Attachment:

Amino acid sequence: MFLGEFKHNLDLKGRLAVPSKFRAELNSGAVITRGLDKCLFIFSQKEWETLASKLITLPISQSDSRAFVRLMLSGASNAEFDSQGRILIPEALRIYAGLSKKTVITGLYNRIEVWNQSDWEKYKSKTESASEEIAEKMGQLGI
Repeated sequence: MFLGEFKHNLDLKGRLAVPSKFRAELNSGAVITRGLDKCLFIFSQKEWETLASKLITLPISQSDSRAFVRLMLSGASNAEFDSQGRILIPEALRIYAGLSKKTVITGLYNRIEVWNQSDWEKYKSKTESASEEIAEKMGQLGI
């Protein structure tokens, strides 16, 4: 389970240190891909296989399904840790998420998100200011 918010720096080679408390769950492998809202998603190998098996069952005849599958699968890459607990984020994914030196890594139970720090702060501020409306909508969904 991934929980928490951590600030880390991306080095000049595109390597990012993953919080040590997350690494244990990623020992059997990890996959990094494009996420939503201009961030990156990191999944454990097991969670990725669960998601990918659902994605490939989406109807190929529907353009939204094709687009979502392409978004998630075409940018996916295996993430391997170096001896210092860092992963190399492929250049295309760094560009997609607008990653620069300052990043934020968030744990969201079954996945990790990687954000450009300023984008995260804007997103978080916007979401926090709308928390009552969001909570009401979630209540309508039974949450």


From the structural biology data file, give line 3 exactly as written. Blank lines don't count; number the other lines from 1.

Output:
């Protein structure tokens, strides 16, 4: 389970240190891909296989399904840790998420998100200011 918010720096080679408390769950492998809202998603190998098996069952005849599958699968890459607990984020994914030196890594139970720090702060501020409306909508969904 991934929980928490951590600030880390991306080095000049595109390597990012993953919080040590997350690494244990990623020992059997990890996959990094494009996420939503201009961030990156990191999944454990097991969670990725669960998601990918659902994605490939989406109807190929529907353009939204094709687009979502392409978004998630075409940018996916295996993430391997170096001896210092860092992963190399492929250049295309760094560009997609607008990653620069300052990043934020968030744990969201079954996945990790990687954000450009300023984008995260804007997103978080916007979401926090709308928390009552969001909570009401979630209540309508039974949450």